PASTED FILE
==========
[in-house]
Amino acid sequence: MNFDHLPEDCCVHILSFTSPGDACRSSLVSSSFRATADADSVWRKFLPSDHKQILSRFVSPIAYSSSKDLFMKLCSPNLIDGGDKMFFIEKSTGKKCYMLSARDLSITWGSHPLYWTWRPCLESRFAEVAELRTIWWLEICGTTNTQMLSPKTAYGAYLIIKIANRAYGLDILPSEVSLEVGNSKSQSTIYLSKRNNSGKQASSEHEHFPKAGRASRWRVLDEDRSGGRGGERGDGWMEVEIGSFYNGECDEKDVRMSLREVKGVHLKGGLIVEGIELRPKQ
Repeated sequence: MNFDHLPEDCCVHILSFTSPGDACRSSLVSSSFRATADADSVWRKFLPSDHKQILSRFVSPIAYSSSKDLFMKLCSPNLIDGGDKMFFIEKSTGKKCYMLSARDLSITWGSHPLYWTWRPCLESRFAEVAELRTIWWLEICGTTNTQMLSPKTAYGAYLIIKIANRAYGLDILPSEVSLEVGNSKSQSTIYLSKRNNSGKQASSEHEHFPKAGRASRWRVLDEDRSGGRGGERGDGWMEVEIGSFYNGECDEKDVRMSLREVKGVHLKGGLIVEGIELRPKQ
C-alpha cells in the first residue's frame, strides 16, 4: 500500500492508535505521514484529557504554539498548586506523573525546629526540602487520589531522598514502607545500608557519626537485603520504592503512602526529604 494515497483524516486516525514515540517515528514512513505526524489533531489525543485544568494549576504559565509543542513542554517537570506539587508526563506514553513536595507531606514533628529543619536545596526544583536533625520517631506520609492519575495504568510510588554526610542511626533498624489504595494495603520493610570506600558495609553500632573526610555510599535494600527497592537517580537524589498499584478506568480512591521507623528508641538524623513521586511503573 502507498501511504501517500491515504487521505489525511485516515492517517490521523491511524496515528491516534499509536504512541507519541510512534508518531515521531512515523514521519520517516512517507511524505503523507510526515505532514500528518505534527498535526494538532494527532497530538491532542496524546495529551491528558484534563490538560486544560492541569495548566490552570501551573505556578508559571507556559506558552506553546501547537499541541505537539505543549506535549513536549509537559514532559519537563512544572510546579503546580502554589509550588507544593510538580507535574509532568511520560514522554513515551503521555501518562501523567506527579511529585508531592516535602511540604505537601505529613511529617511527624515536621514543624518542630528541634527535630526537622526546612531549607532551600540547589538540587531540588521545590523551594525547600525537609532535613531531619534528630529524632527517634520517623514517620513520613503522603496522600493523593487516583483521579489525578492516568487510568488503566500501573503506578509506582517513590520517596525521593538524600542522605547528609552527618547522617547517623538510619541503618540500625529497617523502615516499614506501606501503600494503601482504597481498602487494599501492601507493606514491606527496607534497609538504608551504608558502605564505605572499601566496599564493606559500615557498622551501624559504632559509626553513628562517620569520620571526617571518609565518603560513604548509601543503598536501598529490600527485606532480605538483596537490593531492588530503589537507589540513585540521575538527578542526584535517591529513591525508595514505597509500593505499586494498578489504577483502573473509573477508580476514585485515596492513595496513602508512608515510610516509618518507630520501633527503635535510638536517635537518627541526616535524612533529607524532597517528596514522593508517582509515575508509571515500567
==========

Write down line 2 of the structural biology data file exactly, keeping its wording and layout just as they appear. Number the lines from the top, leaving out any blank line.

Amino acid sequence: MNFDHLPEDCCVHILSFTSPGDACRSSLVSSSFRATADADSVWRKFLPSDHKQILSRFVSPIAYSSSKDLFMKLCSPNLIDGGDKMFFIEKSTGKKCYMLSARDLSITWGSHPLYWTWRPCLESRFAEVAELRTIWWLEICGTTNTQMLSPKTAYGAYLIIKIANRAYGLDILPSEVSLEVGNSKSQSTIYLSKRNNSGKQASSEHEHFPKAGRASRWRVLDEDRSGGRGGERGDGWMEVEIGSFYNGECDEKDVRMSLREVKGVHLKGGLIVEGIELRPKQ